Those Terrific Toddlers


The top 10 statements of the under-3 set — and why
these traits make teaching toddlers such a joy… and a

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Exasperating,” “entertaining,” and “extraordinary” are among the
words used to describe toddlers. In fact, toddlerhood is probably
the most hair-raising, roller-coasterlike time on earth — until
the teenage years!

Teaching a room full of toddlers can bankrupt your energy
reserves. Yet the hilarious stories you gain can fill a book. More
importantly, though, is the influence you have over a young child.
Your investment of time and energy toward toddlers’ understanding
of God and their self-worth yields great rewards.

Developmentally speaking, a toddler is 12 to 36 months of age or
in the second and third years of life. While there’s a huge
maturity gap between a 12-month-old and a 36-month-old, these years
are clumped together due to a cluster of traits. To be a better
teacher, it’s helpful to review why toddlers act as they do. The
following are toddlers’ age-specific characteristics — in their
own words.

For a toddler, it’s all about me: my needs, my wants, my agenda.
Toddlers interpret events in a very individual way. For example, a
toddler who wants to leave the classroom and is stopped by a
teacher will take it as personal harassment.

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Toddlers are self-absorbed, naive people who neither want to
share nor respect others’ needs. This explains why they grab toys
away from playmates. Because of their self-
interest, toddlers act in ways that seem offensive. They can
scream in rage until their needs are met, bite another child out of
anger, or knock down another’s block tower. Toddlers don’t
recognize or respect much, so they freely touch people and watch
others’ bathroom behavior. Many people call these children selfish
or insensitive, which is an accurate observation, but it’s because
they haven’t had enough life experience to think beyond their own

The worst thing an adult can do is belittle a toddler with
“being a brat.” Remember, we originally emerged from a perfect
environment where every need was met. Learning to satisfy our needs
in an appropriate way took years. To empathize, or see from another
person’s view, is a slow process as well. Because you have a room
full of self-seeking people, power struggles between you and them
or between each other are common. Skillful teachers don’t take a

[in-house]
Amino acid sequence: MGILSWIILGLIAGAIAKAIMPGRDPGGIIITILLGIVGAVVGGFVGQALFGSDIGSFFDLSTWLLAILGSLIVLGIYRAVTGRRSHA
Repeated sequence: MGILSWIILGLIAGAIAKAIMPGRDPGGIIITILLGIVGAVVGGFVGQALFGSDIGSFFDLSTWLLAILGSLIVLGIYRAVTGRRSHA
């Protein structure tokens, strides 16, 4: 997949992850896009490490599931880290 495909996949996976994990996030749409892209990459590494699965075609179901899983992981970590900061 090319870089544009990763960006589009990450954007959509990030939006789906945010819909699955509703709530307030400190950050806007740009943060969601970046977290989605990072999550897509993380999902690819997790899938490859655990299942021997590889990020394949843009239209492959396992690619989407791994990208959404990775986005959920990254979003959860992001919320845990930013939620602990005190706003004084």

toddler’s behavior personally, and they don’t insist that toddlers
share. To avoid eruptions, always provide duplicates of the same
toy or book.

What Boundaries?
Toddlers are the embodiment of energy with no thought for safety.
They climb, ram, throw, jump, touch, run, and push. They put
everything in their mouths. They resist any restraints, either
physically or verbally. Their mighty muscles and new nerve endings
literally need physical stimulation to properly mature. Yet these
children can’t predict behavior that causes injury or death. Driven
by curiosity and newfound motor skills, a toddler’s behavior can
exhaust you. Therefore, teaching toddlers isn’t for the faint of

Often teachers tell me they hesitate to take their classes out
to play because “the kids go wild.” This age requires tremendous
supervision. A supervision rule of thumb is one teacher for every
five or six toddlers. And here’s a secret to prevent accidental
poisonings: When a toddler gets access to a “no-no,” quickly cup
your hand over his mouth, rather than attempting to pry the item
from his hands.

Move Over!
Toddlers dart from one activity to another. And they can’t sit
still during storytime. Although kids this age have an increasing
interest in television and books, they usually sit still for only a
few minutes. A toddler’s attention span isn’t fully formed, and
toddlers need an assortment of brief activities. It can be
frustrating to corral a group of toddlers to the craft table only
to have one jump up with, “I’m done!”

As toddlers mature into their third year, and with the help of
loving adults, they’ll be able to sit still for more detailed
activities. Attention span is like a muscle: The more it’s used the
stronger and longer it grows. This is why reading aloud to a baby
is a good start. Read short, simple picture books. Then gradually
move up to ones with single words. In the toddler years, read books
with easy story lines. The progression of attention eventually
makes it easier for a toddler to focus on longer stories and, in
time, chapter books.


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